From CERN ATLAS: “Exploring the scientific potential of the ATLAS experiment at the High-Luminosity LHC”

CERN/ATLAS detector

CERN ATLAS Higgs Event

CERN ATLAS another view Image Claudia Marcelloni ATLAS CERN



17th May 2019

Display of a simulated HL-LHC collision event in an upgraded ATLAS detector. The event has an average of 200 collisions per particle bunch crossing. (Image: ATLAS Collaboration/CERN)

The High-Luminosity upgrade of the Large Hadron Collider (HL-LHC) is scheduled to begin colliding protons in 2026. This major improvement to CERN’s flagship accelerator will increase the total number of collisions in the ATLAS experiment by a factor of 10. To cope with this increase, ATLAS is preparing a complex series of upgrades including the installation of new detectors using state-of-the-art technology, the replacement of ageing electronics, and the upgrade of its trigger and data acquisition system.

What discovery opportunities will be in reach for ATLAS with the HL-LHC upgrade? How precisely will physicists be able to measure properties of the Higgs boson? How deeply will they be able to probe Standard Model processes for signs of new physics? The ATLAS Collaboration has carried out and released dozens of studies to answer these questions – the results of which have been valuable input to discussions held this week at the Symposium on the European Strategy for Particle Physics, in Granada, Spain.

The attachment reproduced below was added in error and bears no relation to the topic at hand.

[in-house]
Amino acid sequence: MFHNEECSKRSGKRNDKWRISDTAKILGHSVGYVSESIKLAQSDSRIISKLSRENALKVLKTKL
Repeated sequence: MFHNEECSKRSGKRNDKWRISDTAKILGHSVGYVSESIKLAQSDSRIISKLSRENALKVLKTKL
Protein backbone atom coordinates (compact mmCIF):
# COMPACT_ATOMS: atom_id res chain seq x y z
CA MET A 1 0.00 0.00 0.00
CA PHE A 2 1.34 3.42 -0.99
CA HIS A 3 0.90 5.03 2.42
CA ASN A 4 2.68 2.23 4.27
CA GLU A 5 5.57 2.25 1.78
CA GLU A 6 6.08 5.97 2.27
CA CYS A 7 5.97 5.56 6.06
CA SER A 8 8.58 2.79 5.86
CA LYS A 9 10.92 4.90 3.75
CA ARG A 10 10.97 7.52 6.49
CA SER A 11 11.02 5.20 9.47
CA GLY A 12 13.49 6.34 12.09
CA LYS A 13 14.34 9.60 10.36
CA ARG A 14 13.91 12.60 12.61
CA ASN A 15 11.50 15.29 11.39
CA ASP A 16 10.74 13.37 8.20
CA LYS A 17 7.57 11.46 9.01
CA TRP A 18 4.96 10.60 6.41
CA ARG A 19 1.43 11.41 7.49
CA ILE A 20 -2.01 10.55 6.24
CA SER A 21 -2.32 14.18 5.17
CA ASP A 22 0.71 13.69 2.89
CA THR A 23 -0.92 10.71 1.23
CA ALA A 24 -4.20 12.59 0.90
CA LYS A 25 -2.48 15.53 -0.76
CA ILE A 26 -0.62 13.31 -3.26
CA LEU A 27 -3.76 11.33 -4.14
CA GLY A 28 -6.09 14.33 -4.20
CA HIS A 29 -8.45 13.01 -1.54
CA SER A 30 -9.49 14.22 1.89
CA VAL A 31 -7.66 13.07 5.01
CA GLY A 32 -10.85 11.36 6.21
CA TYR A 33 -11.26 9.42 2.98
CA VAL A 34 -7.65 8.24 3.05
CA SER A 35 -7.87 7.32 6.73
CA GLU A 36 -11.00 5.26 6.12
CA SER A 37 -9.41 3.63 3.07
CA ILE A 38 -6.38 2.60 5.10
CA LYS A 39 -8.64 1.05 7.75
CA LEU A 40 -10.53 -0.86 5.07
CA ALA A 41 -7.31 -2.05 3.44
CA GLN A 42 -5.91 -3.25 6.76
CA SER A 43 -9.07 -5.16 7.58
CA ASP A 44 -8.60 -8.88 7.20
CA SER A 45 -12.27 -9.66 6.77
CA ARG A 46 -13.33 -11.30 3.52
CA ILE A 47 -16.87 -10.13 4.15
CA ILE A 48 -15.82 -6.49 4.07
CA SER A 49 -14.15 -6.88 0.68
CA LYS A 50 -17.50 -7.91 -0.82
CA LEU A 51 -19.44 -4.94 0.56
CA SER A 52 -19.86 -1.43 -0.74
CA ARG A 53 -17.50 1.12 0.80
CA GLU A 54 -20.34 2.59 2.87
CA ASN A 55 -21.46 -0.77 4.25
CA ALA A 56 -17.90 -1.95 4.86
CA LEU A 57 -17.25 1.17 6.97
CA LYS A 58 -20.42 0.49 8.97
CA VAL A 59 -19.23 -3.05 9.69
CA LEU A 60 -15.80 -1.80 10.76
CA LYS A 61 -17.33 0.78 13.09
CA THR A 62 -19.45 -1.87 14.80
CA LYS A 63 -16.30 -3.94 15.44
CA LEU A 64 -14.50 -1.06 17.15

“Studying the discovery potential of the HL-LHC was a fascinating task associated with the ATLAS upgrades,” says Simone Pagan Griso, ATLAS Upgrade Physics Group co-convener­. “The results are informative not only to the ATLAS Collaboration but to the entire global particle-physics community, as they reappraise the opportunities and challenges that lie ahead of us.” Indeed, these studies set important benchmarks for forthcoming generations of particle physics experiments.

Pagan Griso worked with Leandro Nisati, the ATLAS representative on the HL-LHC Physics Potential ‘Yellow Report’ steering committee, and fellow ATLAS Upgrade Physics Group co-convener, Sarah Demers, to coordinate these studies for the collaboration. “A CERN Yellow Report, with publication in its final form forthcoming, will combine ATLAS’ results with those from other LHC experiments, as well as input from theoretical physicists,” says Nisati.

Estimating the performance of a machine that has not yet been built, which will operate under circumstances that have never been confronted, was a complex task for the ATLAS team. “We took two parallel approaches,” explains Demers. “For one set of analysis projections, we began with simulations of the challenging HL-LHC experimental conditions. These simulated physics events were then passed through custom software to show us how the particles would interact with an upgraded ATLAS detector. We then developed new algorithms to try to pick the physics signals from the challenging amount of background events.” Dealing with abundant background will be a common complication for HL-LHC operation.

See the full article here .

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